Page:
Richt talks Recruiting

AUGUSTA – Mark Richt wasn't quick to bring it up, and he didn't make a big deal about it when asked, but something has gotten easier for him and his staff in the last five years.

Recruiting is the life blood of college athletics, and nowhere is it made a bigger deal than in college football. All year long college football coaches are looking at ways to get the best players around the nation to come to their schools. Even in so-called "dead" periods the plotting and planning continues. Recruiting season culminates on National Signing Day each February, but the year-round battles never really end.

But Richt's program at Georgia has had an easier time recruiting of late. Winning two SEC Championships and four consecutive ten-win seasons will do that.

"In some ways recruiting is easier," Richt confirmed. "There was a time when we had to try to convince in-state guys that we could compete in the SEC."

Those days are long gone.

Since Richt's first full recruiting class, Scout.com has ranked Georgia in its top 11 every season. Georgia finished 2006 with the fourth best recruiting class according to Scout.com.

Richt's first class was nowhere near the top ten. He and his new staff scrambled to get as many players as possible in the small amount of time they had. Richt was hired the day after Christmas in 2000, leaving him less than five weeks to nail down players.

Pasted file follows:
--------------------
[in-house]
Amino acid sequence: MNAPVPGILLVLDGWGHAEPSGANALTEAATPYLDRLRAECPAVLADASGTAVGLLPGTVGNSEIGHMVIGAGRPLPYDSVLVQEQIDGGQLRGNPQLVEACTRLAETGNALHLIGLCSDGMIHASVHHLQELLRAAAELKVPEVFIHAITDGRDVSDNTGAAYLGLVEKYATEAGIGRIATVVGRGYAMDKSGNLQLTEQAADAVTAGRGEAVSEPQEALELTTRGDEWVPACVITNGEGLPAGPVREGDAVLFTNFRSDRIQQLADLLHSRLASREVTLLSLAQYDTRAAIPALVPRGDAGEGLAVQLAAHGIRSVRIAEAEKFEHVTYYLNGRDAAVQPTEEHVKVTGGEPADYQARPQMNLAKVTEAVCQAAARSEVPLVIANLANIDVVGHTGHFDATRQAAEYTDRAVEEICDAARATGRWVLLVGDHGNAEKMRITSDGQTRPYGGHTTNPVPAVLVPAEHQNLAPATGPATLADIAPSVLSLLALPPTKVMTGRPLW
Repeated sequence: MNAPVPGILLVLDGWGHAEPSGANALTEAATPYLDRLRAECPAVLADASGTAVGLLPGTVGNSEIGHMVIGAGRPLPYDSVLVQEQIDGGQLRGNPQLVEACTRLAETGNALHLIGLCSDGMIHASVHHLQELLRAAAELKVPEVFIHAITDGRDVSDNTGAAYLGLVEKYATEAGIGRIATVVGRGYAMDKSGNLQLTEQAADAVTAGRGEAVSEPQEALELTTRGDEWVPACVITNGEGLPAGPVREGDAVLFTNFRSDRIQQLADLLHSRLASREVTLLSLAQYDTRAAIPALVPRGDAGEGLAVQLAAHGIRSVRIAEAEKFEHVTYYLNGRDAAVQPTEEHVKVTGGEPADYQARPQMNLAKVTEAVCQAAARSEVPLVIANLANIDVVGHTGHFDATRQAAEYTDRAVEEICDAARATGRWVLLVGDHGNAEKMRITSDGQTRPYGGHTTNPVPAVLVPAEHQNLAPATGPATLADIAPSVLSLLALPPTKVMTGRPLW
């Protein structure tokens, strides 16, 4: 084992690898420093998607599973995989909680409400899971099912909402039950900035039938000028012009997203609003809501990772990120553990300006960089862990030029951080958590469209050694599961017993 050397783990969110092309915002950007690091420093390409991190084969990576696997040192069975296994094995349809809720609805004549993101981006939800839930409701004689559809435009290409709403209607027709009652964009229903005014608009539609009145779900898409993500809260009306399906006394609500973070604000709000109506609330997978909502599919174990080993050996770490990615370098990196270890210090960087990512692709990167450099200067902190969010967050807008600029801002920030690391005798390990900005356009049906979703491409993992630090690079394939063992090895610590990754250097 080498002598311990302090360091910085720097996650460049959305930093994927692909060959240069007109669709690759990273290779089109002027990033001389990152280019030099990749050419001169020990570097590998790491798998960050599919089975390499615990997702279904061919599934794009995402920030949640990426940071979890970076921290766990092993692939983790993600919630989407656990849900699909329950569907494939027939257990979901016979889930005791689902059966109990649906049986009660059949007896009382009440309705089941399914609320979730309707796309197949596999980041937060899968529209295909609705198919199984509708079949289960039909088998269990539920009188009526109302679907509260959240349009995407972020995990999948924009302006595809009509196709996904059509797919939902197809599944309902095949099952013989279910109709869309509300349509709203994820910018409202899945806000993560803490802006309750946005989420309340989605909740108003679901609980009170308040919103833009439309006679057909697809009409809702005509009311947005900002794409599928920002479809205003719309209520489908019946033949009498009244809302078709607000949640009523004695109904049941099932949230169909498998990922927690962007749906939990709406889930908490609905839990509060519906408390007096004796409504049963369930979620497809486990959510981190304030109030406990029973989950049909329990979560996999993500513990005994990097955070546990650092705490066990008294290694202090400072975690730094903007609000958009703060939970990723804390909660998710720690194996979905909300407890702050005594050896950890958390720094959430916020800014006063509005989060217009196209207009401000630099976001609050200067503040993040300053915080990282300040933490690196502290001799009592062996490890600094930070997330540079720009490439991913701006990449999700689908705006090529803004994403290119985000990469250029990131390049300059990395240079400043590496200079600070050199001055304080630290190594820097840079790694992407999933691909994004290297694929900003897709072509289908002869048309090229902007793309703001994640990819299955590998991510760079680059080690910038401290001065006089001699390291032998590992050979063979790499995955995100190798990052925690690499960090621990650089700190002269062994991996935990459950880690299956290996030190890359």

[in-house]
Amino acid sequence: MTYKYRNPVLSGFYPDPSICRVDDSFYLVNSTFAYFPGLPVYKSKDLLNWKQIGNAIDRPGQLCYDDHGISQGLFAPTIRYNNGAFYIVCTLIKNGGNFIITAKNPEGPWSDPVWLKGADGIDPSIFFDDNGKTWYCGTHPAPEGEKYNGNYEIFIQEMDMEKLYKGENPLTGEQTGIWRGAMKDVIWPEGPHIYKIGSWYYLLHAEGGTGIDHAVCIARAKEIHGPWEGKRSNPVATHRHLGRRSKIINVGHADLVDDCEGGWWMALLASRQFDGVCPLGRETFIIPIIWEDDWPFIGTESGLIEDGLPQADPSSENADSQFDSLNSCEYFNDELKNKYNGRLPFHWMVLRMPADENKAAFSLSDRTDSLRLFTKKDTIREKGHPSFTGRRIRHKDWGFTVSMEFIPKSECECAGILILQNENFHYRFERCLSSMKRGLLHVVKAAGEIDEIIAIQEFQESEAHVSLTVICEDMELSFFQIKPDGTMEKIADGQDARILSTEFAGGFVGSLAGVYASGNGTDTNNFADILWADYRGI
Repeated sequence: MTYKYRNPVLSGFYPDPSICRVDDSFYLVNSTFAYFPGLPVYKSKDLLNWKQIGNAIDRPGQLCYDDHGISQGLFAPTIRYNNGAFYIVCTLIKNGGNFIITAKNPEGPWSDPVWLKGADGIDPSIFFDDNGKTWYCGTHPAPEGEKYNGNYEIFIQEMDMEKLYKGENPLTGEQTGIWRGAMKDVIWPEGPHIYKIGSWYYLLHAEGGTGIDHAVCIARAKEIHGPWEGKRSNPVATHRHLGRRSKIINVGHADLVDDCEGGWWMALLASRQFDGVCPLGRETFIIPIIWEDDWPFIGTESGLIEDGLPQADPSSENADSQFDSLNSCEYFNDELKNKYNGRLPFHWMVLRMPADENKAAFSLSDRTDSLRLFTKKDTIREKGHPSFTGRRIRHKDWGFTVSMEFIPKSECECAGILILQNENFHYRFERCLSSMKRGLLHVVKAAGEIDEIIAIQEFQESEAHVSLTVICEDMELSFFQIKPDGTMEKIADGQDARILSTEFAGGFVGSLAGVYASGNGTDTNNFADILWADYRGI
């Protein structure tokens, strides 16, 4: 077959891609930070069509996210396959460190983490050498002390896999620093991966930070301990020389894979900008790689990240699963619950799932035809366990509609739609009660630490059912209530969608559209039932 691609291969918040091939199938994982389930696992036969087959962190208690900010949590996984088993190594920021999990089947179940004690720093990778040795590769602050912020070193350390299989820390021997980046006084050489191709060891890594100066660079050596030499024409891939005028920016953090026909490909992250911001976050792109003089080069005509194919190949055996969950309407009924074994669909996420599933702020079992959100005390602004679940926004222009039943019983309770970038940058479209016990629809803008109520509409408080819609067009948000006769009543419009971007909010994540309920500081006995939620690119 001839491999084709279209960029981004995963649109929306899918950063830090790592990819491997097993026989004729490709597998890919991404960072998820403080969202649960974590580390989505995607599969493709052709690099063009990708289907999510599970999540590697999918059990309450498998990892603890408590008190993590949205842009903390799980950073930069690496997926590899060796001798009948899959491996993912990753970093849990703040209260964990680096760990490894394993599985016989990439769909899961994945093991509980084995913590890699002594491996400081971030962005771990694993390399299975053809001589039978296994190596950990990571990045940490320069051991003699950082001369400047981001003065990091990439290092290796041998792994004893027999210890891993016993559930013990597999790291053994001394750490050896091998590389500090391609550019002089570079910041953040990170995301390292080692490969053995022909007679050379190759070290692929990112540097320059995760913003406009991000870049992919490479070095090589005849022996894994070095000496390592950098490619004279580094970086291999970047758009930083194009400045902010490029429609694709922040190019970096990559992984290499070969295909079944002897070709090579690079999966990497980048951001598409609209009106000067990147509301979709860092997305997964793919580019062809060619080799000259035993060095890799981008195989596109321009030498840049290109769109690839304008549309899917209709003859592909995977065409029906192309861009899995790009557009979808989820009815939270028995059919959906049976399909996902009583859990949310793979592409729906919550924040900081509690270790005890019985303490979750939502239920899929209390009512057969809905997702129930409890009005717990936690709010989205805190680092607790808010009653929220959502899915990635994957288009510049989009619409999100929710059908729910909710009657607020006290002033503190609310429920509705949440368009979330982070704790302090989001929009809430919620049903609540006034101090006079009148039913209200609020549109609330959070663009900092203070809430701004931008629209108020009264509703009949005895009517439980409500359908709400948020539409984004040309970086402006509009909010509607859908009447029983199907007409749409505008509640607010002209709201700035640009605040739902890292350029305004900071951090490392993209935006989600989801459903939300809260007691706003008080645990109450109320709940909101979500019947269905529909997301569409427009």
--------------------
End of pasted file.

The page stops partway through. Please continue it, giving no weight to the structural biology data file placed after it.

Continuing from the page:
"There was some serious doubt the way I saw it. There were some guys that we had to kind of sell: this is what Georgia could be; rather than: this is what it is," Mark Richt admitted.

"Now in-state guys know we have a chance to win the SEC. Around the country I think most kids know who Georgia is, and know that we have a chance to make a run at the national title," he continued.

Now out-of-state players seem increasingly interested in the Bulldogs. Two of Georgia's five commitments for the Class of 2007 are from the Carolinas. And to the most recent commit, Blythewood, South Carolina's Charles White, explained why Georgia is so attractive these days.

"You see Georgia and the types of players they take in and develop," said White, "and that's hard not to notice."

The final frontier, and the most challenging by far for the Bulldogs, is the national recruiting scene. While Georgia's exposure through the SEC's national television contract is with CBS, and the team's overall success had turned heads lately, competing for top-tier national recruits is still difficult to do according to Richt.

"I think on a national level, too, it's easier to get people interested. Is it easier to recruit? I would say probably not," Richt said.

The head coach said, too, that Georgia must beware of national powers like USC and Texas coming to the Peach State to recruit as well.

"I think some of the big schools out there are coming to realize the amount of talent in Georgia," Richt said.

The Bulldogs have kept all but a few big-name in-state recruits to themselves lately with virtually none leaving Georgia to play for other schools far away.


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